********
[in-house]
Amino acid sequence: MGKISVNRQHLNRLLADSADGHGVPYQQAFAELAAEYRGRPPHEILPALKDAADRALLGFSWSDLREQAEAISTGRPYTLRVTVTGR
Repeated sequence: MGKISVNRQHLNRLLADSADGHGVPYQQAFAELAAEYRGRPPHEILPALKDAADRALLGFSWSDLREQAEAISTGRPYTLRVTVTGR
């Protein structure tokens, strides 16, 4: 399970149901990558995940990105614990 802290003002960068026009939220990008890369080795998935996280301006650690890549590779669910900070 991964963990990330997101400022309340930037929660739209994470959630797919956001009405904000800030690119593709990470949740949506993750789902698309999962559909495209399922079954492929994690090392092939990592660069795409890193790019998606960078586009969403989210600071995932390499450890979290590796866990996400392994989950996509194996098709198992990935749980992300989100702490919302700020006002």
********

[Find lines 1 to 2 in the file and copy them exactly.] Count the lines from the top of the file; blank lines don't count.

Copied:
[in-house]
Amino acid sequence: MGKISVNRQHLNRLLADSADGHGVPYQQAFAELAAEYRGRPPHEILPALKDAADRALLGFSWSDLREQAEAISTGRPYTLRVTVTGR